To celebrate Women's History Month, we're reposting Alexi Baker's blog post about the elusive ladies of the longitude:

As in many other areas of early modern life, the women who participated in the search for the longitude and in the other activities of the Board of Longitude mostly did so in less heralded roles, and often with less bureaucratic and archival commemoration of their activities due to the legal and financial structures of Georgian society.

The Board’s aims and activities centred upon subjects and professional spheres in which British women were not typically expected to participate, and especially not in highly visible or vocal roles. However, women actually played significant if less visible roles in facilitating many commercial and institutional operations in early modern Britain, perhaps particularly in its cities. The same was likely true of the search for the longitude and of the Board's other pursuits. So far we know of mother and daughter ‘computers’ involved in the compilation of the annual Nautical Almanac beginning in the later eighteenth century, as Mary Croarken has discussed. Of course, some women also acted as proxies for the husbands or other male relatives at times or were the beneficiaries and guardians of their legacies in death, as with the widow of the astronomer Tobias Mayer.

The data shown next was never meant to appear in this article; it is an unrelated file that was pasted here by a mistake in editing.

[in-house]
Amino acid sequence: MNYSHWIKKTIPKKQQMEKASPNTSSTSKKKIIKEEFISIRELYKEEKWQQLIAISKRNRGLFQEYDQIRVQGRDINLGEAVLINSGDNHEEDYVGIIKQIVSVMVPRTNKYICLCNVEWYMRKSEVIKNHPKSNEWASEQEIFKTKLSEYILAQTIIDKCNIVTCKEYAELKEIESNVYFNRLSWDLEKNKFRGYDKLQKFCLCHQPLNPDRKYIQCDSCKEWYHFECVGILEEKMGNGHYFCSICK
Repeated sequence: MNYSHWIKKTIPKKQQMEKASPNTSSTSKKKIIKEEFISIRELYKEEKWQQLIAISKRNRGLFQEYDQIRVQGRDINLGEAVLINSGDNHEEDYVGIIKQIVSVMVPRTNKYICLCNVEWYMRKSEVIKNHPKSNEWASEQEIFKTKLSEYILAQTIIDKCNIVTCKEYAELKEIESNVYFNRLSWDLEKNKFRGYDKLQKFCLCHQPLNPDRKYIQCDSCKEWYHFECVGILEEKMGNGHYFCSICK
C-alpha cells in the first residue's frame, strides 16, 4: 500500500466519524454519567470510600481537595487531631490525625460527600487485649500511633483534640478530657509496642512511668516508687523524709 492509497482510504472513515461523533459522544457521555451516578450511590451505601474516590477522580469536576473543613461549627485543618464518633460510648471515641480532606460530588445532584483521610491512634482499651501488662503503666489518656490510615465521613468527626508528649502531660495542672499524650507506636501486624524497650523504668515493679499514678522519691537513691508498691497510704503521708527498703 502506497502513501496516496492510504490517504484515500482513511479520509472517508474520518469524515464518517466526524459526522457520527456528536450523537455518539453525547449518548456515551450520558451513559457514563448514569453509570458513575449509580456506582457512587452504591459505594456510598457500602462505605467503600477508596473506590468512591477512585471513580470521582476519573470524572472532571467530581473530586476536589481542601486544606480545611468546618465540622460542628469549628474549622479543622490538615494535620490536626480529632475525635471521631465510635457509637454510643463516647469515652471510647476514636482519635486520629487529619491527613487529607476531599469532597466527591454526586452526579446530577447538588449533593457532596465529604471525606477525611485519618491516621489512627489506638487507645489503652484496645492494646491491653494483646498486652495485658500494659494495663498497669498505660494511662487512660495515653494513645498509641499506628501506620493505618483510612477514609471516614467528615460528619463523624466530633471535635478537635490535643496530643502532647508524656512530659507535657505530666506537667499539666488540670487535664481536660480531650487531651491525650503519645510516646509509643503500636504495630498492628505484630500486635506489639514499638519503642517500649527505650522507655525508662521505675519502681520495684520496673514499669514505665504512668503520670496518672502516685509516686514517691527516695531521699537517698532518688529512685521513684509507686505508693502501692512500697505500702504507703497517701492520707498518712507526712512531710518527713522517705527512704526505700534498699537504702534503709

Jane Squire was the only woman so far known to have openly pursued the longitude herself. Squire tried to receive a judgement from the Commissioners of the Longitude over at least 12 years, communicating with individual Commissioners and other European intellectuals in the meantime, and published two books about her new means of viewing and communicating the terrestrial and celestial spheres and of finding longitude at sea in 1742 and 1743. However, in the process of researching Squire, I discovered another apparent female longitude projector - albeit one who always remained anonymous and did not dedicate as much time to the pursuit.

A mezzotint of Elizabeth Johnson by Samuel William Reynolds, published in 1822, after a portrait by Sir Joshua Reynolds.